“It’s just incredible, but I could not have done it without everyone you see out here, the owners and all who support us. It takes a village. I also owe it to all of these talented, four-legged animals – they’re amazing,” Farmer said, nearly speechless at the plethora of victories. “I was lucky enough to have plenty of shots [at the win].”
Two panels of judges including Scott Williamson, Kim Dorfman, Mike Rosser and Steve Wall, critiqued each rider’s craft.
“The course was beautiful and very well done,” said “R” Judge for the United States Equestrian Federation of 25 years, Mike Rosser. “The fences were unique, and it was a different track than you normally see. The riders had not just one or two options, but three or four options – it was one of the better quality courses that I have seen.”
Unique to the derby format, in addition to the base score, each judging panel awarded an Option Bonus Score consisting of one additional point for every higher height option fence jumped. As 12 returned for the second round, judges awarded a base score, Option Bonus Score and a Handy Bonus Score, assessing the handiness of the round.
Farmer finished the first round with the highest score aboard Point Being, owned by David Glefke. Six of the 12 returning rounds were piloted by Farmer, but a talented list of contenders ready to rally for blue still filled the second-round Order.
After four trips, two including Farmer and her eventual seventh place mount Need I Say and eighth place Courville Paola, owned by Melissa Rudershausen, no score had come close to Farmer until Cassandra Kahle of Langley, British Columbia stepped in.
Kahle and Cornetto Royal, owned by Yvetta Rechler-Newman, meticulous in their pursuit of a win, opted for all four height options and received a combined total of 15 Handy Bonus Points. It was quite the comeback, but not enough to garner the lead. A first-round score of 172.5 combined with a second-round score of 196 totaled 368.5 for fourth place, just half of a point away from what would be Farmer’s third place score of 369.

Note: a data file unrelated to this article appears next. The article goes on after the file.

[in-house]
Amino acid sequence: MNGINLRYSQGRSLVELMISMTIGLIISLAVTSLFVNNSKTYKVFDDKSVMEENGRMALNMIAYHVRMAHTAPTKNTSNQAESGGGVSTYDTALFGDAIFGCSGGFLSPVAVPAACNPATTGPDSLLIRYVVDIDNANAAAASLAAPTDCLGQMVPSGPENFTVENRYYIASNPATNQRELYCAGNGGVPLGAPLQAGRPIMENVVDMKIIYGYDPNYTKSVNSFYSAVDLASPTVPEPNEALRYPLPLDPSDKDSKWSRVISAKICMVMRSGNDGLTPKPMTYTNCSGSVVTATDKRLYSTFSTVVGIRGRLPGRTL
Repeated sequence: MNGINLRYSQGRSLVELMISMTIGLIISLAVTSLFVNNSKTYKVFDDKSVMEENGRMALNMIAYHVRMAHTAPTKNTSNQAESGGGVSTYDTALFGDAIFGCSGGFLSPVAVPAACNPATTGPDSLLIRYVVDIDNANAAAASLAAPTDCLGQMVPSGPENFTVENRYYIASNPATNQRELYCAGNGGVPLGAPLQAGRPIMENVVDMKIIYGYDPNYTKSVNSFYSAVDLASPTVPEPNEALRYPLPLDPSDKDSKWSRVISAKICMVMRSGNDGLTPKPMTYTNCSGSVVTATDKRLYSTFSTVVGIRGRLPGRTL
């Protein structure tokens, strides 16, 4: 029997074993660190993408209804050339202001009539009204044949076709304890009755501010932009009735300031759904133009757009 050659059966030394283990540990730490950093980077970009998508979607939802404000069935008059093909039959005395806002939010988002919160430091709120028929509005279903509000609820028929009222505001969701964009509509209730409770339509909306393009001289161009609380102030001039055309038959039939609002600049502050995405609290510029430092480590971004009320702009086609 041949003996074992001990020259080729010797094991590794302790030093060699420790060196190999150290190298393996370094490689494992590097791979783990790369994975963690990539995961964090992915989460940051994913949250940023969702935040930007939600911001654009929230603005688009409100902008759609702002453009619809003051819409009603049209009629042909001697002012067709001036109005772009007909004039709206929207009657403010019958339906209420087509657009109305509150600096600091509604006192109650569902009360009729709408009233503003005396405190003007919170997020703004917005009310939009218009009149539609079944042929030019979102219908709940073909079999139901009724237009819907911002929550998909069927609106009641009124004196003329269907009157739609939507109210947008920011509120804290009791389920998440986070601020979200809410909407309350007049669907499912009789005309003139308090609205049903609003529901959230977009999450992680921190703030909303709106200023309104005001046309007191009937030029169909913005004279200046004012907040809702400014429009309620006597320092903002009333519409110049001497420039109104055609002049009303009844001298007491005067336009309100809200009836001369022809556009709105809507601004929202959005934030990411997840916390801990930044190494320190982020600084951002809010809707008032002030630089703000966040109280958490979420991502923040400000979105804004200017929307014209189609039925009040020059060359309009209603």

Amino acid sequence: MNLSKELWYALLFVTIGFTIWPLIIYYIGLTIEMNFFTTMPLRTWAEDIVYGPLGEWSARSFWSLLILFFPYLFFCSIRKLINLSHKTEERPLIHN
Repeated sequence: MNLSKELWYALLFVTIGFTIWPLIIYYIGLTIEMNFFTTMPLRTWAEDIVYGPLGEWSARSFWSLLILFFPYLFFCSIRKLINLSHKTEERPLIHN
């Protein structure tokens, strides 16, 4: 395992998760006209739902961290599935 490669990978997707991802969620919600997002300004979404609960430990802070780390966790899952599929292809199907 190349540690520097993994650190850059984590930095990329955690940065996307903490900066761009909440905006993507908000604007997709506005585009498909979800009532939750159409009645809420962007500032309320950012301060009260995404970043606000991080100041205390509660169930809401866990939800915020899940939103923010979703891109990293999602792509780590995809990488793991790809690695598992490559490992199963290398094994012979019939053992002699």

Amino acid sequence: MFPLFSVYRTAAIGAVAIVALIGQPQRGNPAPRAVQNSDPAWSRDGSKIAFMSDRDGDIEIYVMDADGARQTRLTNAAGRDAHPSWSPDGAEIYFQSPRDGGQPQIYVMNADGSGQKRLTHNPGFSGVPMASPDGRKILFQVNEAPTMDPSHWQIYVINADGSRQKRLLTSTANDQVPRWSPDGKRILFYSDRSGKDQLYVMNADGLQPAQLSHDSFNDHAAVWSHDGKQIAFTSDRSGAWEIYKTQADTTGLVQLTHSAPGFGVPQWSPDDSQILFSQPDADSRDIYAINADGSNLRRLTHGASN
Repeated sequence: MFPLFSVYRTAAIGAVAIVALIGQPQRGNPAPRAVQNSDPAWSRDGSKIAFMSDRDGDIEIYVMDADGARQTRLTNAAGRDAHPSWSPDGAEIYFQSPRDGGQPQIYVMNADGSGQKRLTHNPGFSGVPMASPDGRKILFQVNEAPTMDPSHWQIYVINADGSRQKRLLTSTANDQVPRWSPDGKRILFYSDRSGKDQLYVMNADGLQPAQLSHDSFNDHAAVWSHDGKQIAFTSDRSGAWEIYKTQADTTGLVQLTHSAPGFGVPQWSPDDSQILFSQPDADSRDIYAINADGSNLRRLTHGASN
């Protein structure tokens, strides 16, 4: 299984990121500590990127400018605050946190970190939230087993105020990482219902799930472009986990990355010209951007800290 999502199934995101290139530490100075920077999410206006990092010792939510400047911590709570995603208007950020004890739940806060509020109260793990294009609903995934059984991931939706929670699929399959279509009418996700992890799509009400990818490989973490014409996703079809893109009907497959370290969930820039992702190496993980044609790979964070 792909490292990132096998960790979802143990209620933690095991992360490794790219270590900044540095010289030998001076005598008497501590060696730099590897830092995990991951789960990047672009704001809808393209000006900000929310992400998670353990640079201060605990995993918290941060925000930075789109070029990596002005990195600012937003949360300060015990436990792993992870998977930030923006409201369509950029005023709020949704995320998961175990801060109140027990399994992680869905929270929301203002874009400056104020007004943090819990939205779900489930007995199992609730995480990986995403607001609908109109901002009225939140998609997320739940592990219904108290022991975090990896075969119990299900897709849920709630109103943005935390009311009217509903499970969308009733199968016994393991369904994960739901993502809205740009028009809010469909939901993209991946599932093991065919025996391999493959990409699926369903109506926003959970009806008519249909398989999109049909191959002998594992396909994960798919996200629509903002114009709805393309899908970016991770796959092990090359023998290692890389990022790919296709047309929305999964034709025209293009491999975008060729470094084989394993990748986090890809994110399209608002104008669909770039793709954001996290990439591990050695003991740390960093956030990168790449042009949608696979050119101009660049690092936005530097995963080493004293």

Eighth in the order was Elizabeth Boyd of Camden, South Carolina and Brunello. The graceful chestnut Hanoverian and Boyd, a three-time winner of the USJHA International Derby Championships, opted for all four height options and received a combined total of 15 Handy Bonus Points from the two judging panels. They earned a second-round score of 188, which combined with their first-round score of 176, gave them a total of 364 for the eventual fifth place.
The last four trips of the $100,000 USHJA International Hunter Derby belonged to Farmer. The victory was hers to win, with the horse she would share the winner’s circle yet to be determined.
Farmer returned with Baltimore. Opting for all four height options, and earning a combined total of 14 Handy Bonus Points from the two judging panels, they received a total second-round score of 197.5. Combined with their first-round score of 177, that gave them a total of 374.5 for second place – not a bad turn-out for the Oldenburg’s first-ever derby.
“Baltimore is a first-time derby horse, and to be second with him is just wonderful. It’s an awesome result,” said Farmer.
Farmer followed her own round with It’s Me. The judging panels awarded a combined 14 Handy Bonus Points and a total second-round score of 192. Combined with their first-round score of 177, they came out just ahead of Cassandra Kahle with an overall total of 369 for third place.
Mindful and Farmer entered to put in the winning round, and the stunning black Hanoverian gelding silenced the crowd as they gracefully conquered the course, earning a total second-round score of 211. Combined with their first-round score 185, their overall score of 396 sky-rocketed above the rest to top the leaderboard.
“Mindful is a seasoned derby horse,” said Farmer. “He makes it easy, he knows what he is doing and is just a true winner.”
The $100,000 USHJA International Hunter Derby will make two more visits to HITS this year, stopping at HITS Desert Circuit VIII in Thermal, California, March 15-20 and again at HITS-on-the-Hudson VI in Saugerties, New York, August 3-6.
Just for Now Wins $2,500 USHJA National Hunter Derby; the Gulf Sees Record Pre-Green Entries